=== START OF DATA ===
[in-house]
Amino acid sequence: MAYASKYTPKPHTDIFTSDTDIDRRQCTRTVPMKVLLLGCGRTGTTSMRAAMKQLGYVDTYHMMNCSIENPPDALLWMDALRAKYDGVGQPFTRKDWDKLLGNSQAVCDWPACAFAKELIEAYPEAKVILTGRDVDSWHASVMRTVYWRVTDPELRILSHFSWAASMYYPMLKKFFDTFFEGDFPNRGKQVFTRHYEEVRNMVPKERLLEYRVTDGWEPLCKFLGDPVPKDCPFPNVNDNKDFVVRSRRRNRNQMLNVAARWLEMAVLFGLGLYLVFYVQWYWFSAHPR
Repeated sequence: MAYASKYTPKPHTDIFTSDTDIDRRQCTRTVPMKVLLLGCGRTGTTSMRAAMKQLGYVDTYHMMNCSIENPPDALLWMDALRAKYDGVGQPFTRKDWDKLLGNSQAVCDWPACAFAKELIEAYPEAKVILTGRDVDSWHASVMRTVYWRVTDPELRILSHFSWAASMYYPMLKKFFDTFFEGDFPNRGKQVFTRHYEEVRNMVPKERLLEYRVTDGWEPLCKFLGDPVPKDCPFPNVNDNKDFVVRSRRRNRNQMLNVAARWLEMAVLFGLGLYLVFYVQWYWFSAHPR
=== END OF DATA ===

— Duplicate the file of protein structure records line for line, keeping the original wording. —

[in-house]
Amino acid sequence: MAYASKYTPKPHTDIFTSDTDIDRRQCTRTVPMKVLLLGCGRTGTTSMRAAMKQLGYVDTYHMMNCSIENPPDALLWMDALRAKYDGVGQPFTRKDWDKLLGNSQAVCDWPACAFAKELIEAYPEAKVILTGRDVDSWHASVMRTVYWRVTDPELRILSHFSWAASMYYPMLKKFFDTFFEGDFPNRGKQVFTRHYEEVRNMVPKERLLEYRVTDGWEPLCKFLGDPVPKDCPFPNVNDNKDFVVRSRRRNRNQMLNVAARWLEMAVLFGLGLYLVFYVQWYWFSAHPR
Repeated sequence: MAYASKYTPKPHTDIFTSDTDIDRRQCTRTVPMKVLLLGCGRTGTTSMRAAMKQLGYVDTYHMMNCSIENPPDALLWMDALRAKYDGVGQPFTRKDWDKLLGNSQAVCDWPACAFAKELIEAYPEAKVILTGRDVDSWHASVMRTVYWRVTDPELRILSHFSWAASMYYPMLKKFFDTFFEGDFPNRGKQVFTRHYEEVRNMVPKERLLEYRVTDGWEPLCKFLGDPVPKDCPFPNVNDNKDFVVRSRRRNRNQMLNVAARWLEMAVLFGLGLYLVFYVQWYWFSAHPR